Recent studies prove that prescribing pills that don’t contain any drugs can be as effective as the real thing—assuming that, in most cases, patients don’t know they’re swallowing fakes. This begs a number of questions, including whether doctors can capitalize on this placebo effect without lying.
On the one hand, “it seems sensible to make every effort to enlist the body’s own ability to heal itself—which is what, at bottom, placebos seem to do,” Rebecca Tuhus-Dubrow writes in the Boston Globe (May 9, 2010). But how would a doctor honor the principle of informed consent? * One tack would be to notify patients that they’re being given a fake pill. Humans can learn on a subconscious level to respond to certain stimuli, like Pavlov’s dogs, Tuhus-Dubrow points out, so our brains could react to the placebo without conscious faith in the drug.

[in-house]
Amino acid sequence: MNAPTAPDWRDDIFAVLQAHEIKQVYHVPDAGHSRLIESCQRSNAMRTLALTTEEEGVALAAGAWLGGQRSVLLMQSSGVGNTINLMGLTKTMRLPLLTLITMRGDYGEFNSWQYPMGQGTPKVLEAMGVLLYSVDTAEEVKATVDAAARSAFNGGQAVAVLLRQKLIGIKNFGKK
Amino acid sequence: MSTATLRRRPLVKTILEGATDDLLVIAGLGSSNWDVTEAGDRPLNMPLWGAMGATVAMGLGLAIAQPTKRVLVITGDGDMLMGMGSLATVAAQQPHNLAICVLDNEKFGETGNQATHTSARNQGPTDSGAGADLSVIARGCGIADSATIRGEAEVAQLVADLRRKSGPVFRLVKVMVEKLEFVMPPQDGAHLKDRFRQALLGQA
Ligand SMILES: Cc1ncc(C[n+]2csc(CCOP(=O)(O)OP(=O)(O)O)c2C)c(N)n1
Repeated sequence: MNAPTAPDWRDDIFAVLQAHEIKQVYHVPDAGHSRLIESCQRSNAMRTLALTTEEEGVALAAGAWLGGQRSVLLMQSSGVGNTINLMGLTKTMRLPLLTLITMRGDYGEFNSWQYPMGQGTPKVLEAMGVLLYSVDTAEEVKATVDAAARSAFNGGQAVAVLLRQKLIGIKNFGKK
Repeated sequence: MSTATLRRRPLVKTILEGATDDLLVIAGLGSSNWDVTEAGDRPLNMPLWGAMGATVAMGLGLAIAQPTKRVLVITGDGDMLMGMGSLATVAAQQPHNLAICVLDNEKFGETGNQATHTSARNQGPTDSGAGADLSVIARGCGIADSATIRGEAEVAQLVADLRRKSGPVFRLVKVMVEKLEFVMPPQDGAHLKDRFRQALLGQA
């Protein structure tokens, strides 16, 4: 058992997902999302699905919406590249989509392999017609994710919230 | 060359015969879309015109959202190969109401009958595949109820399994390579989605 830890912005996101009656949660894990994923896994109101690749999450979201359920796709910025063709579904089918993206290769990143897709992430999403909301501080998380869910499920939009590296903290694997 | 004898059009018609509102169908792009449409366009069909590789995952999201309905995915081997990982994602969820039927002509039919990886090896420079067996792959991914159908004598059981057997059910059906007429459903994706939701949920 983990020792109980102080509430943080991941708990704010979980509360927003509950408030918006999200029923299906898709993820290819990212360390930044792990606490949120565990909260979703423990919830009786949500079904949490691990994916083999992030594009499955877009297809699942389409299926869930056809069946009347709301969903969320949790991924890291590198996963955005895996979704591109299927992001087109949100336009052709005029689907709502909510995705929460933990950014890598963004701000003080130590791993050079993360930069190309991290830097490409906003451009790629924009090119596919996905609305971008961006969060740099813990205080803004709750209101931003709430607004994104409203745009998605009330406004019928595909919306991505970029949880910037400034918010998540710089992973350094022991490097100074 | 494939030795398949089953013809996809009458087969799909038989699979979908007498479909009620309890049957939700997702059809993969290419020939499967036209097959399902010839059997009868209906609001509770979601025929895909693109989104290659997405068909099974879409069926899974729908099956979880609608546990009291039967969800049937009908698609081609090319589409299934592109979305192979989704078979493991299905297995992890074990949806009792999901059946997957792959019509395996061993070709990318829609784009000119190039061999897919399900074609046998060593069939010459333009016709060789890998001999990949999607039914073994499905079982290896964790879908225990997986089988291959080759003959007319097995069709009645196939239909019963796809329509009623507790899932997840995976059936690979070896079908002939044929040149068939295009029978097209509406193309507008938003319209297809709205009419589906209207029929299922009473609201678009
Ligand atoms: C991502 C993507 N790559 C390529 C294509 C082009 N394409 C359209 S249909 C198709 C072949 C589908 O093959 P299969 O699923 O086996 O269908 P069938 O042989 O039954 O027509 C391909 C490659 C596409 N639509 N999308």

Placebos could also be integrated with real treatments. In one successful study, actual drugs were combined with placebo “reinforcements.” Says one of the study’s authors, “If [doctors] can produce approximately the same therapeutic effect with less drug, then it’s obviously safer for the patient, and I can’t believe they wouldn’t want to look into doing this.”